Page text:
Sex differences in human mate preferences: Evolutionary hypotheses tested in 37 cultures
ABSTRACT Contemporary mate preferences can provide important clues to human reproductive history. Little is known about which characteristics people value in potential mates. Five predictions were made about sex differences in human mate preferences based on evolutionary conceptions of parental investment, sexual selection, human reproductive capacity, and sexual asymmetries regarding certainty of paternity versus maternity. The predictions centered on how each sex valued earning capacity, ambition— industriousness, youth, physical attractiveness, and chastity. Predictions were tested in data from 37 samples drawn from 33 countries located on six continents and five islands (total N = 10,047). For 27 countries, demographic data on actual age at marriage provided a validity check on questionnaire data. Females were found to value cues to resource acquisition in potential mates more highly than males. Characteristics signaling reproductive capacity were valued more by males than by females. These sex differences may reflect different evolutionary selection pressures on human males and females; they provide powerful cross-cultural evidence of current sex differences in reproductive strategies. Discussion focuses on proximate mechanisms underlying mate preferences, consequences for human intrasexual competition, and the limitations of this study.
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ABSTRACT: The purpose of this study was to test the influence of combined hormonal contraceptive (CHC) use on women's objectification of other women and men (i.e., the tendency to attribute appearance-related body features rather than competence-related body features). A regression analysis showed that the higher the dose of the synthetic estrogen contained within a CHC, the higher the level of objectification of other women. As for men target, the synthetic estrogen was not a significant predictor, but it showed a positive trend, thus higher levels of estrogen might be, at least in part, associated with higher levels of objectification. There was no relationship between synthetic progesterone and the level of objectification of both women and men. The implications of these results are discussed with respect to the mate-retention strategies and intra-group dynamics.Personality and Individual Differences 05/2014; · 1.88 Impact Factor
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ABSTRACT: Men sometimes enact mate retention tactics to thwart a partner's infidelity or prevent their defection from the relationship. These tactics include low-risk acts that render the current relationship more attractive by bestowing benefits on the woman, as well as cost-inflicting acts that render defection from the relationship risky or dangerous for her. Previous research has linked men's mate retention behavior with men's mate value (value as a current or potential partner) using women's reports. The current research addresses limitations of that research using self-reports and cross-spousal reports from 107 married couples concerning their self-esteem and their esteem for their partner. The results indicate that the level of esteem that wives have for their husbands is positively associated with their perception of their husband's use of positive inducements and negatively associated with their husband's self-reported use of cost-inflicting mate retention behaviors (i.e., Direct Guarding, Intersexual Negative Inducements, and Intrasexual Negative Inducements). The level of self-esteem reported by men was negatively associated with their self-reported direct guarding behavior. Discussion explores the possibility that esteem—both self-esteem and esteem from one's partner—functions as an internal gauge of relative mate value.Evolutionary Psychology 06/2014; 12(3):655-672. · 1.05 Impact Factor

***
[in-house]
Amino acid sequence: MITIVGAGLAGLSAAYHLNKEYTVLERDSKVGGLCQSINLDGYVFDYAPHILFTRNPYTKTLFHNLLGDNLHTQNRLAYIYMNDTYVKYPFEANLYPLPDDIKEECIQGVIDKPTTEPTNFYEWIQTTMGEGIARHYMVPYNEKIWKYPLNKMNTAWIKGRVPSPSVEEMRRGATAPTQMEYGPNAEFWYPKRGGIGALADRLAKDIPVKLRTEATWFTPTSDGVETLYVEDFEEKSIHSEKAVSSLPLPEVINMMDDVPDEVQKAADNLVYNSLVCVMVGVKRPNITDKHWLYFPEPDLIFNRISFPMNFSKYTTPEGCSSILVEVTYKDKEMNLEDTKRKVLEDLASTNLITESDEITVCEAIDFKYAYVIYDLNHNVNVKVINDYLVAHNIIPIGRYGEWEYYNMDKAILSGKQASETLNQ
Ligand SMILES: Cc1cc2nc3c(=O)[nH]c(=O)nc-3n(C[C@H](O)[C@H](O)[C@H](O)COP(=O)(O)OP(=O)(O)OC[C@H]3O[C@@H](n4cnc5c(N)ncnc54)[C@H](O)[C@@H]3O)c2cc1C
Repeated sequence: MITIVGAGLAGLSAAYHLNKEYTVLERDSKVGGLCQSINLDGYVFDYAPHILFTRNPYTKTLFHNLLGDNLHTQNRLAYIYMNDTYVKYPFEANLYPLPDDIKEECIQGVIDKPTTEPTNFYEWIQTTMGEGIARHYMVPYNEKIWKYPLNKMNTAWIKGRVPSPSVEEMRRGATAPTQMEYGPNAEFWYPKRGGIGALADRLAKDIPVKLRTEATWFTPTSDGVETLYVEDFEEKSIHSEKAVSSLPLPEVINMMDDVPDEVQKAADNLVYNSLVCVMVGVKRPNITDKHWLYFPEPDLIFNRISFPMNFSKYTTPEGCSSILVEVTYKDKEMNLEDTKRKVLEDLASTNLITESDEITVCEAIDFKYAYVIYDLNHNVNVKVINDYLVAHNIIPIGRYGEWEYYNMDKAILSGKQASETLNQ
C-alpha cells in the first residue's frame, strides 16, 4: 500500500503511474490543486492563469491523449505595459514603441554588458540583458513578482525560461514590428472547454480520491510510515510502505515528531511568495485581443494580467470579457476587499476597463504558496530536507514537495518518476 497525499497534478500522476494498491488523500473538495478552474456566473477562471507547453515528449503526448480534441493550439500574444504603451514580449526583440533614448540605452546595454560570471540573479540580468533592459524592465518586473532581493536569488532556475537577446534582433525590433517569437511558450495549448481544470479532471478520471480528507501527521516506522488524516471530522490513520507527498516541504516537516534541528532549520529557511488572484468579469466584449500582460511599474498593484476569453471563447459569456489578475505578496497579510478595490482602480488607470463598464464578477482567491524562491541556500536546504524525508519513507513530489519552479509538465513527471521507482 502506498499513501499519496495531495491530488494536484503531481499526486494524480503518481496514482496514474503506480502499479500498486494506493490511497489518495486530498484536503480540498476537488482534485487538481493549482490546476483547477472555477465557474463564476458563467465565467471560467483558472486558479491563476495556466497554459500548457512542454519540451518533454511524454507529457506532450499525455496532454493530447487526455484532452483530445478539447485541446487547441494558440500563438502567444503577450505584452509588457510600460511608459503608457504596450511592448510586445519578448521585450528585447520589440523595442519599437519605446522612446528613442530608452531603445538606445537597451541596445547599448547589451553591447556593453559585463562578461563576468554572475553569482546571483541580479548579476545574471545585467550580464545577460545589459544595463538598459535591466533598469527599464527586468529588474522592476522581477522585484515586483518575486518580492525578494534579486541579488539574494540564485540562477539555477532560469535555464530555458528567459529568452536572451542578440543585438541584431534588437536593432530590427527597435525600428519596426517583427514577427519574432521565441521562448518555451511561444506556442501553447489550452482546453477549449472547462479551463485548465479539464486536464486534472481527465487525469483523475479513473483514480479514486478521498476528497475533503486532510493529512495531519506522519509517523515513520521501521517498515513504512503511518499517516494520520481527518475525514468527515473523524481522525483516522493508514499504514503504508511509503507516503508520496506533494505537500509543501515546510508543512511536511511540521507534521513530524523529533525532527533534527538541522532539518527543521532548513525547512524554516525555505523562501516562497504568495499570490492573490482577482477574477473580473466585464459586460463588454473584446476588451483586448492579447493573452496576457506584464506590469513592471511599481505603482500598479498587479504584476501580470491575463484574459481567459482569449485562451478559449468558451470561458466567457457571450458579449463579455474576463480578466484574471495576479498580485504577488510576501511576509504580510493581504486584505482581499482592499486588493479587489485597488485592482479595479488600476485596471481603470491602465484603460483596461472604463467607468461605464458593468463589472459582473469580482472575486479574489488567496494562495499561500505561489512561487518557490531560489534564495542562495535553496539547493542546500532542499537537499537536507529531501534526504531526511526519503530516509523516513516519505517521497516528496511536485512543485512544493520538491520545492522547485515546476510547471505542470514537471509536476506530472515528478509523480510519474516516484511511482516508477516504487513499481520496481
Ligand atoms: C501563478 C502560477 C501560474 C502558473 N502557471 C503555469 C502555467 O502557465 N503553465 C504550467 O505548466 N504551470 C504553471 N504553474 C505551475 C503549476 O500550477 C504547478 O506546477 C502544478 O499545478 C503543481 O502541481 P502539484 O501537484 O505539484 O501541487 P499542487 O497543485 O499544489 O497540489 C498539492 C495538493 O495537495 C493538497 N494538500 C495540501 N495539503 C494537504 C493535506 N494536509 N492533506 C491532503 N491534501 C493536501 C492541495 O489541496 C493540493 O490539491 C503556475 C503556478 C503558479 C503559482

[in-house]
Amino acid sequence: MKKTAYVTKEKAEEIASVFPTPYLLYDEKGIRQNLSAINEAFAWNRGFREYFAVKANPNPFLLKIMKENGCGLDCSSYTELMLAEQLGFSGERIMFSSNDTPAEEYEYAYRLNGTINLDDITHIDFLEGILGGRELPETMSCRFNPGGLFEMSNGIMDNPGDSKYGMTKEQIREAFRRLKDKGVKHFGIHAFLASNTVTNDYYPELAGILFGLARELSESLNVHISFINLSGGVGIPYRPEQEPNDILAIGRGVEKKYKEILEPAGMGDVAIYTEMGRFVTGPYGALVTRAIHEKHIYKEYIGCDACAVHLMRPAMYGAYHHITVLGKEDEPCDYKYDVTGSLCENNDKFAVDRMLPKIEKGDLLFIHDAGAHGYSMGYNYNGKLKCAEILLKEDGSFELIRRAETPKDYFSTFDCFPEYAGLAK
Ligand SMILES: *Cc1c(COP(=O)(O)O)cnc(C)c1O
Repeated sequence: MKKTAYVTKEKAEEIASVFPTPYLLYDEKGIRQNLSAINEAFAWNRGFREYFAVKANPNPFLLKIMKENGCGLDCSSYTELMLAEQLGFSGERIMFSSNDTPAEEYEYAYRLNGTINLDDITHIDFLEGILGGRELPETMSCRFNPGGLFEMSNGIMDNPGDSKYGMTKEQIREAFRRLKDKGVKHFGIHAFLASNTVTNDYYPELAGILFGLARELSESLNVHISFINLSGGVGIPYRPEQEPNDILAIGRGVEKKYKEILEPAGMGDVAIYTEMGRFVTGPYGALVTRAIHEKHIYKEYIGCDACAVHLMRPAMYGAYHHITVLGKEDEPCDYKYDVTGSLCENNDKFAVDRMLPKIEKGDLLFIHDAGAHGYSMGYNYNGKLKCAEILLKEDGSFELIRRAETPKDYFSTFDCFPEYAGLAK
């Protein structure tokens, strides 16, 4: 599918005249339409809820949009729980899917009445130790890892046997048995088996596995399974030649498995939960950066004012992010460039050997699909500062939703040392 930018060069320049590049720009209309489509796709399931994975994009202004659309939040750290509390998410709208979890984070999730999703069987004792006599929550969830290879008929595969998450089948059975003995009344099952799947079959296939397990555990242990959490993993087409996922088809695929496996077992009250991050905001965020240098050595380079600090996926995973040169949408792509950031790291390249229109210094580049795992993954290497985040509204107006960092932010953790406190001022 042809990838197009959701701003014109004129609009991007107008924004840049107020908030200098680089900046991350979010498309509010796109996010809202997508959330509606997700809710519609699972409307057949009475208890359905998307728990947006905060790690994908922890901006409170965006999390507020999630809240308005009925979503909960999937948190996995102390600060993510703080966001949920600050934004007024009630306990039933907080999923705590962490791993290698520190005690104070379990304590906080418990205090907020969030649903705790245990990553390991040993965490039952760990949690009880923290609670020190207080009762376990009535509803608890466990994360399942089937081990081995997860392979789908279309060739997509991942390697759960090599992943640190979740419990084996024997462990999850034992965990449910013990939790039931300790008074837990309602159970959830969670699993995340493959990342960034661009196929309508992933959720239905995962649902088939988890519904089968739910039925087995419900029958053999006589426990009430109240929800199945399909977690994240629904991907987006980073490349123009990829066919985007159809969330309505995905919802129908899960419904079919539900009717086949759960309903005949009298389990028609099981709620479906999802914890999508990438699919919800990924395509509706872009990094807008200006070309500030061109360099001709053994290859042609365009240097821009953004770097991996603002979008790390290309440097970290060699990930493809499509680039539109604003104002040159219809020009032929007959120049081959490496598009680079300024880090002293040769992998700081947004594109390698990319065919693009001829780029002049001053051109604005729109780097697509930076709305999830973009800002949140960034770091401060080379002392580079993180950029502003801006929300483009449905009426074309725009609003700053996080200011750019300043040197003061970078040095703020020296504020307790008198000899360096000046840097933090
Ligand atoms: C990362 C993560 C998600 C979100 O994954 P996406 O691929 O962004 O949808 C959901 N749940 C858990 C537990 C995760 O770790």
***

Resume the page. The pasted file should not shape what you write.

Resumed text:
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ABSTRACT: Responsiveness may signal to a potential partner that one is concerned with her or his welfare, and may therefore increase sexual interest in this person. Research shows, however, that this proposition holds true for men, but not for women. In three studies, one observational and two experimental, we explored a potential mechanism that explains why men and women diverge in their sexual reactions to a responsive opposite-sex stranger. Studies 1-2 showed that men, but not women, perceived a responsive stranger as more gender-typical (masculine/feminine), and in turn, as more attractive. Study 3 revealed that responsiveness increased men's perception of partner’s femininity. This, in turn, was associated with higher sexual arousal, which was, in turn, linked to greater partner attractiveness and greater desire for a long-term relationship. These findings suggest that whether or not responsiveness increases perceived partner attractiveness varies across individuals, depending on the contextually based meaning assigned to responsiveness.Personality and Social Psychology Bulletin 01/2015; · 2.22 Impact Factor